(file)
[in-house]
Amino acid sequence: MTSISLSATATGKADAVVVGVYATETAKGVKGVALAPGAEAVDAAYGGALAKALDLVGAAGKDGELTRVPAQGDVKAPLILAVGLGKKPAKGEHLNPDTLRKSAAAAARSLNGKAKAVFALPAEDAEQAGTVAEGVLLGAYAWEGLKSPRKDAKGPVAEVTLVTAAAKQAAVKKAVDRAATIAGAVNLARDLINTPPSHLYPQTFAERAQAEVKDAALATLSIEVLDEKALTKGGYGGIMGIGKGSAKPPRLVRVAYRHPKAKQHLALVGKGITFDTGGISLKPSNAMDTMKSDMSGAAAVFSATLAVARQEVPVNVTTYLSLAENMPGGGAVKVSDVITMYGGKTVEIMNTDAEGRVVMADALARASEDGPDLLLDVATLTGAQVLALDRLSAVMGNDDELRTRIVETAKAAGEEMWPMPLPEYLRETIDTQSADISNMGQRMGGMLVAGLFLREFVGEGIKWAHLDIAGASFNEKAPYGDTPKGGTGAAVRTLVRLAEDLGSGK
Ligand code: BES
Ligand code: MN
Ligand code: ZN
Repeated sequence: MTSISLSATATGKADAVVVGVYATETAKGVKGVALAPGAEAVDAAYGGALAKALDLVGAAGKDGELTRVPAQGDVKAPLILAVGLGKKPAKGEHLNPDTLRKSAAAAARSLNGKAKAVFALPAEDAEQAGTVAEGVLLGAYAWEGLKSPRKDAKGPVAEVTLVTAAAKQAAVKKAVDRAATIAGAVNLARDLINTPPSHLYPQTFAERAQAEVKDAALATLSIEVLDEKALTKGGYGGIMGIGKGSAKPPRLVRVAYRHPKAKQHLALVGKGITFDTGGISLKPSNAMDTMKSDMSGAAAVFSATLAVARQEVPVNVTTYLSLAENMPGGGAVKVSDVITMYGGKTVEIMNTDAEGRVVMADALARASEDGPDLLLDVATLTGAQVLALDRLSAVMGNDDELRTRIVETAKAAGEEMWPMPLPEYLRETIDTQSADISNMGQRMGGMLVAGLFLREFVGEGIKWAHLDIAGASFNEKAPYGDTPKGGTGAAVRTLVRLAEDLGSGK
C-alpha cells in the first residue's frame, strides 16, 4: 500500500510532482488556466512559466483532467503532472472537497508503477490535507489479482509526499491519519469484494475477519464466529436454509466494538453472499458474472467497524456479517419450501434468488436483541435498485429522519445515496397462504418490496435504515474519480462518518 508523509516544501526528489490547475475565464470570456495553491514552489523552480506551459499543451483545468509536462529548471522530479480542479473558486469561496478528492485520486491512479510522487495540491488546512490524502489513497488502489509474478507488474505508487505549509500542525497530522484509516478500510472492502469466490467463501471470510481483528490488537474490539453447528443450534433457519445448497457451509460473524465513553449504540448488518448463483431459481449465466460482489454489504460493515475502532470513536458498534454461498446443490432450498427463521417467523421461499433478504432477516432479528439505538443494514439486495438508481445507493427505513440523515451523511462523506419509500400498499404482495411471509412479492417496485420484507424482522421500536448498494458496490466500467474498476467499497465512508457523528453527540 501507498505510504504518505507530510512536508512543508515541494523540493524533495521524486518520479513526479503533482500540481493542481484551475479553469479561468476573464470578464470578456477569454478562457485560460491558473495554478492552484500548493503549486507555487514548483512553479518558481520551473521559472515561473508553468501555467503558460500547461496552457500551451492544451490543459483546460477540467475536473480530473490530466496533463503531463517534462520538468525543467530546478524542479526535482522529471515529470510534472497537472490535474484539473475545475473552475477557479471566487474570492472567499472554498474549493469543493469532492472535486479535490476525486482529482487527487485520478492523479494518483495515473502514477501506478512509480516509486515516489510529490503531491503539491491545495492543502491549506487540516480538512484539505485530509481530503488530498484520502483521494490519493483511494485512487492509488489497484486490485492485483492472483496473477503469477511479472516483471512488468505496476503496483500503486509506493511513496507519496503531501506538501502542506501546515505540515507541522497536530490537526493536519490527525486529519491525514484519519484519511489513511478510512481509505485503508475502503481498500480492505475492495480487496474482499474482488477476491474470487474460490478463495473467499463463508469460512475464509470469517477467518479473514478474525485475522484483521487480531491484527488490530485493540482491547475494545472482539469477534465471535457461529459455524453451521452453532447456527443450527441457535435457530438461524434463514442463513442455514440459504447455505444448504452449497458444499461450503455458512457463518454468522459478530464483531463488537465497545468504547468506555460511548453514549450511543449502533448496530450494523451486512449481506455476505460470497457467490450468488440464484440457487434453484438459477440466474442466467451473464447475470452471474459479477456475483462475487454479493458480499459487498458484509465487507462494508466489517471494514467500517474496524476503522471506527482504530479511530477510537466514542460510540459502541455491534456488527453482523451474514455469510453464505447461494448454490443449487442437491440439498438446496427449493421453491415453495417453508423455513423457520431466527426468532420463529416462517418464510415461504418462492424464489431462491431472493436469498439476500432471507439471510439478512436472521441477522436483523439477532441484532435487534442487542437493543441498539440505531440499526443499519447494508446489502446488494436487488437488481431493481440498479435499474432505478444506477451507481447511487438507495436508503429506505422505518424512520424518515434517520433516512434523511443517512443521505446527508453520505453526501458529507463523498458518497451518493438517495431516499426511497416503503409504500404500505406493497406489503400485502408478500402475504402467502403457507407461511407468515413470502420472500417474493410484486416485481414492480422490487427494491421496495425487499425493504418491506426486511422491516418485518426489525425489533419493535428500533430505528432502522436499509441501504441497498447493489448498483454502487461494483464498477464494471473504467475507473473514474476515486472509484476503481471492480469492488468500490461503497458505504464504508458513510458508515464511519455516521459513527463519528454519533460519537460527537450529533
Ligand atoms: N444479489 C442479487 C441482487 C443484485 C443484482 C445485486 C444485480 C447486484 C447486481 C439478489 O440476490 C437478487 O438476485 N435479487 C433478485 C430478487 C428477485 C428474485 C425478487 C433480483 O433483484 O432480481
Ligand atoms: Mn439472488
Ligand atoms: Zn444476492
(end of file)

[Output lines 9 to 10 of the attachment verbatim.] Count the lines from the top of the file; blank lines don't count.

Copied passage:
Ligand atoms: Mn439472488
Ligand atoms: Zn444476492